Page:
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The sale of goods or digital content via an online shop is regulated in Germany by numerous information obligations. Many online traders are overwhelmed by these obligations and therefore need support when implementing their legal obligations. It is therefore even more important that the online shop system used by the trader does not unnecessarily complicate the implementation of those legal obligations. Therefore, the shop system should, as a prerequisite, comply with the most important statutory information obligations even if the basic technical equipment is used. To this end, the IT law firm (IT-Recht Kanzlei) has prepared the following catalogue of audit criteria, which provides the audit basis for the legal audit of the shop system carried out by the IT Law firm (IT-Recht Kanzlei).

Just like the state of the art, the legal requirements for online shops providers can change again and again. This may be due to changes in legislation or to changes in the jurisdiction of the highest courts in the area of e-commerce. The IT law firm (IT-Recht Kanzlei) therefore reserves the right to continuously adapt the following audit catalogue and thus also the scope of examining shop systems to the changing legal requirements.

A. Examination criteria regarding B2C Online Shops

Many online shops are aimed at both consumers (B2C) and professionals (B2B). If no isolated area or even a separate online shop is provided for professionals, the online shop must comply with the stricter legal requirements of a B2C online shop in its design.

I. Placement of legal texts

The shop system must allow the correct placement of various legal texts that are relevant for the online shop.

1) Relevant legal texts

The following legal texts are particularly relevant for B2C online shops:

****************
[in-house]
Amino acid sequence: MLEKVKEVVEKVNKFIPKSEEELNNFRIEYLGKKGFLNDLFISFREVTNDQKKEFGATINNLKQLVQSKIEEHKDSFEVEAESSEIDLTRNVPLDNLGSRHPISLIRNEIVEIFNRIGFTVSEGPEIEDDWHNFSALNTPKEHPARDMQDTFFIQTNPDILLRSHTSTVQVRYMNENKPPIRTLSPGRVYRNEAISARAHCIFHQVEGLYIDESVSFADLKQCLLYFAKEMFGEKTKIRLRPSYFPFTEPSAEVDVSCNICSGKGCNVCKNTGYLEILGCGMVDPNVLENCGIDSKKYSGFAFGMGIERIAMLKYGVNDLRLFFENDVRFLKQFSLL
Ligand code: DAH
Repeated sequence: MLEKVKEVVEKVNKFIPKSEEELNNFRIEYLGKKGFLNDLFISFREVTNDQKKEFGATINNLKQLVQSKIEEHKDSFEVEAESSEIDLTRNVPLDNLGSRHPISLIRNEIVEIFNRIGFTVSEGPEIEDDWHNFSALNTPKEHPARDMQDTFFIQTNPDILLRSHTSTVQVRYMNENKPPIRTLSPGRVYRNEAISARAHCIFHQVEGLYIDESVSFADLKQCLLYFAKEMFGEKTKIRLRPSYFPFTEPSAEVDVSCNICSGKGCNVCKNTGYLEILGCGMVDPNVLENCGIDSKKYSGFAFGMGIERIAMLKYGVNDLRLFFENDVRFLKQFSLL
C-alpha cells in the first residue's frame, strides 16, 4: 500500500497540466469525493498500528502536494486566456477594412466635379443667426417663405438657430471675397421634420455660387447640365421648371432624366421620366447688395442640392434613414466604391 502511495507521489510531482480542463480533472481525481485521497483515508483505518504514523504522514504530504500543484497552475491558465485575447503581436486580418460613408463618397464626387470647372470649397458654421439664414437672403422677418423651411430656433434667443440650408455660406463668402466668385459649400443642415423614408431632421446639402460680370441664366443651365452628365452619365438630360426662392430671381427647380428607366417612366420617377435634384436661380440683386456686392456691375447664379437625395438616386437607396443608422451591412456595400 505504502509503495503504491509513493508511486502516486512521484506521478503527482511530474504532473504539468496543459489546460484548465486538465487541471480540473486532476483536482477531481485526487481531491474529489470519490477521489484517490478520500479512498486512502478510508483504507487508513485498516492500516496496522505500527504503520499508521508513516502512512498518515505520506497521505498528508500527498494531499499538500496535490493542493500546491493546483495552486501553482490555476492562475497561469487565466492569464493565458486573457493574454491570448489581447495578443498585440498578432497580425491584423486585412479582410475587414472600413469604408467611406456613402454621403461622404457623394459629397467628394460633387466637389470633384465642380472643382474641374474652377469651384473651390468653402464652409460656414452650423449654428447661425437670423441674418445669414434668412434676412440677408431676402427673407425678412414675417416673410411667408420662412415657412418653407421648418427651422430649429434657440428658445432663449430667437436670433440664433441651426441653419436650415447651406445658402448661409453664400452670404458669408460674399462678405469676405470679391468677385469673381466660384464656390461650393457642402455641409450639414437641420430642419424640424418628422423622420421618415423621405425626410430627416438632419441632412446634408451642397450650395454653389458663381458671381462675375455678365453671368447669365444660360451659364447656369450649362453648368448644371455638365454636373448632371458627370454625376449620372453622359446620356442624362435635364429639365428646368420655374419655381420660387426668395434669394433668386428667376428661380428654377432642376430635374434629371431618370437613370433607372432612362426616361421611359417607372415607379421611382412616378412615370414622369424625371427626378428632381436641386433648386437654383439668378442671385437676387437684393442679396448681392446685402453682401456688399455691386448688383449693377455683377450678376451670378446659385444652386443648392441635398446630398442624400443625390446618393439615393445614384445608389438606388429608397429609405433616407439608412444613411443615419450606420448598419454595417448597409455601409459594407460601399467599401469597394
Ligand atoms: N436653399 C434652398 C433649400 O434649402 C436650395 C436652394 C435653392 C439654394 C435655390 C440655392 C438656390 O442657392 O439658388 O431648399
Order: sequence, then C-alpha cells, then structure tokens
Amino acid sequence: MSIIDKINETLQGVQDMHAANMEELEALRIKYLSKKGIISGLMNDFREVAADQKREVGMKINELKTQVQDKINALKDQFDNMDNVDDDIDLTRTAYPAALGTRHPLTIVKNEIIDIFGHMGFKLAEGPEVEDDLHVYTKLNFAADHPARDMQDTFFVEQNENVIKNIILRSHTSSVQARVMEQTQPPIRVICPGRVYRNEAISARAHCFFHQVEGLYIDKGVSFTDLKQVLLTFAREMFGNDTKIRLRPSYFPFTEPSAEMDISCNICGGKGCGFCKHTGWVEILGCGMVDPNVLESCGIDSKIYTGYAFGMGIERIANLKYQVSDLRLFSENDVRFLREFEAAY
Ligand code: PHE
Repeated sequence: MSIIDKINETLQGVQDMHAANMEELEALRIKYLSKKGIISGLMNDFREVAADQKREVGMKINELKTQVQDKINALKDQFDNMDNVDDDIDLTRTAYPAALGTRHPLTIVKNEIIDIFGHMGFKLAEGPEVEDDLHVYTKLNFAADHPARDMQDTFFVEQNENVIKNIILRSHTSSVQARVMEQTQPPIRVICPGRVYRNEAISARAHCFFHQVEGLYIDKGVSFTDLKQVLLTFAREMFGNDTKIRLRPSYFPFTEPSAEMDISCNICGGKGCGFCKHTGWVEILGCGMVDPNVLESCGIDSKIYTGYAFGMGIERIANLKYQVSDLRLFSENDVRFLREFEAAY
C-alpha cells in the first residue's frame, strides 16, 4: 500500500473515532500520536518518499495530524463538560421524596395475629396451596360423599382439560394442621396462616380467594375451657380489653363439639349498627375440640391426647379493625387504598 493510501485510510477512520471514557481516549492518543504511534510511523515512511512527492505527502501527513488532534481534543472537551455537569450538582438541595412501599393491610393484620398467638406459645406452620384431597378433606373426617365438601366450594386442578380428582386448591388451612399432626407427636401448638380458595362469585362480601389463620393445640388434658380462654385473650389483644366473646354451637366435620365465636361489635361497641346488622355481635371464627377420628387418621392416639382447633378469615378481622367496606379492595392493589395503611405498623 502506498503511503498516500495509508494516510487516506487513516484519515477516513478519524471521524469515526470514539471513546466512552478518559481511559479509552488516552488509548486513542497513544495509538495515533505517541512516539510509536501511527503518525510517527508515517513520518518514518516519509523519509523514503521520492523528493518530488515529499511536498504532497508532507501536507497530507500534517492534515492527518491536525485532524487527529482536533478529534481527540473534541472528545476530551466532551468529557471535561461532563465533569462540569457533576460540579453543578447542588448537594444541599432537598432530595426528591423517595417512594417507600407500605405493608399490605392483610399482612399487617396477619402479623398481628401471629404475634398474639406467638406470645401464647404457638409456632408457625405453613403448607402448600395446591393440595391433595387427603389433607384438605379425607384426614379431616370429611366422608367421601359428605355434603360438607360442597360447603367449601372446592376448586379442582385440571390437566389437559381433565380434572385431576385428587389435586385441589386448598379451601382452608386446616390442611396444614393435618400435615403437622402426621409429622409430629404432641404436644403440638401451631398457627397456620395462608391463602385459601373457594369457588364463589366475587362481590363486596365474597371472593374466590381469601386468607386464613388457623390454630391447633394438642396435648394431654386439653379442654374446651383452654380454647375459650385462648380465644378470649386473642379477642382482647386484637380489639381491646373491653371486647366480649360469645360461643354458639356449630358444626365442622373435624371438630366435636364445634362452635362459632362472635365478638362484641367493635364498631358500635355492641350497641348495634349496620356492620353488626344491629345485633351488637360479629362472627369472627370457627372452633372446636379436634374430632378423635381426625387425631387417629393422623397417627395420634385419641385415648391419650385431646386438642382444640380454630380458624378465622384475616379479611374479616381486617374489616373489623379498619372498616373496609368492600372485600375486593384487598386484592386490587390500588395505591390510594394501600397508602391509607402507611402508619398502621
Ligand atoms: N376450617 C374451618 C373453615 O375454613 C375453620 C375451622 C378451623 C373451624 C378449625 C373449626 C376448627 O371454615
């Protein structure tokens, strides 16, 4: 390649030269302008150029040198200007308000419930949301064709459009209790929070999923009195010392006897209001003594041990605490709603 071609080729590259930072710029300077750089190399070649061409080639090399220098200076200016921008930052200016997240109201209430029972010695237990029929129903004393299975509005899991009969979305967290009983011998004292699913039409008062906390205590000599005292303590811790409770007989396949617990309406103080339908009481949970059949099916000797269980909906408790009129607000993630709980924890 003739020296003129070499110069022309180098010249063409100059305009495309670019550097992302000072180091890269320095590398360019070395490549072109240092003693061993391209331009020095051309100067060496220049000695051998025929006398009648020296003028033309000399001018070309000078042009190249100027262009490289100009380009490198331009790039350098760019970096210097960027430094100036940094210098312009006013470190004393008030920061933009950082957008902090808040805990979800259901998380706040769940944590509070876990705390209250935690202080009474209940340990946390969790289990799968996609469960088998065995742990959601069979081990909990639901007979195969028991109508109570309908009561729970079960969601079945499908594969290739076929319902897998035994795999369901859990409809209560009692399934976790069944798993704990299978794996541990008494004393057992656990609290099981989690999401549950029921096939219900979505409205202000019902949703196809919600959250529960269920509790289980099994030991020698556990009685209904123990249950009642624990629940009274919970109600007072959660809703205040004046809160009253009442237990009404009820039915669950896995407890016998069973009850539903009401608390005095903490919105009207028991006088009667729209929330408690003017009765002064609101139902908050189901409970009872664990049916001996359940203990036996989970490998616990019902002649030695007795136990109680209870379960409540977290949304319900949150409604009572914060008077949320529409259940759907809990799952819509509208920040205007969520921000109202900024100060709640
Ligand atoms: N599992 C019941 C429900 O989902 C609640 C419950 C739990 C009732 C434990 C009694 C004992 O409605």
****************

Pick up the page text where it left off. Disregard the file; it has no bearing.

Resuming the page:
• Imprint (provider identification)
  • Privacy policy
  • General terms and conditions
  • Cancellation policy and cancellation form
  • Payment information
  • Shipping information
  • Note about the OS-platform (optional, because it may be placed in the imprint)
  • Note according to the Battery Act (Batteriegesetz) (only if batteries are supplied).
  • Notice according to the Electrical and Electronic Equipment Act “ElektroG” (only if the trader is subject to the special notice obligations according to the ElektroG).

2) Availability of legal texts

The legal texts mentioned must each be able to be displayed on a separate subpage of the online shop and be directly accessible via a clickable link in the header or footer of the online shop.

In addition, the data protection declaration must also be directly accessible via a clickable link, designated for this purpose on the online order form and, if applicable, via an existing online contact for. A checkbox to be activated additionally by the client is possible but not mandatory.

General terms and conditions and instruction for cancellation and cancellation form must also be available during the order process via a clickable link designated accordingly. A checkbox to be activated additionally by the client is possible but not mandatory.

3) Cookie banner

A cookie banner must be stored on the start page of the online shop. The cookie banner must not conceal or block access to any other (mandatory) information to be made available to the user. For example, the cookie banner must therefore not hide access to your imprint or the website's data protection declaration, since this mandatory information always has to be available and easily accessible (see https://www.it-recht-kanzlei.de/dsgvo-cookie-banner.html).

II. Price presentation

The shop system must enable a legally compliant price presentation. Both the specifications of the German Price Indication Ordinance and tax law aspects must be considered.

1) VAT note

It should be possible that prices are provided with a reference to the sales tax, if sales tax is incurred. If there is no value added tax, e.g. due to the small business regulation pursuant to Section 19 para 1 German Value-Added Act, a corresponding reference must be possible alternatively.

The sales tax notice must appear at the latest on the page of the online shop which serves to place the goods in the virtual shopping basket for the first time. The reference can be made in conjunction with the price or in the form of an asterisk, which is resolved in the footer of the relevant shop page.

2) Shipping costs

The prices should provide an indication of any additional shipping costs. The actual shipping costs can be indicated directly with the price. Alternatively, a direct link to an online shipping information page is also feasible which specifies the shipping costs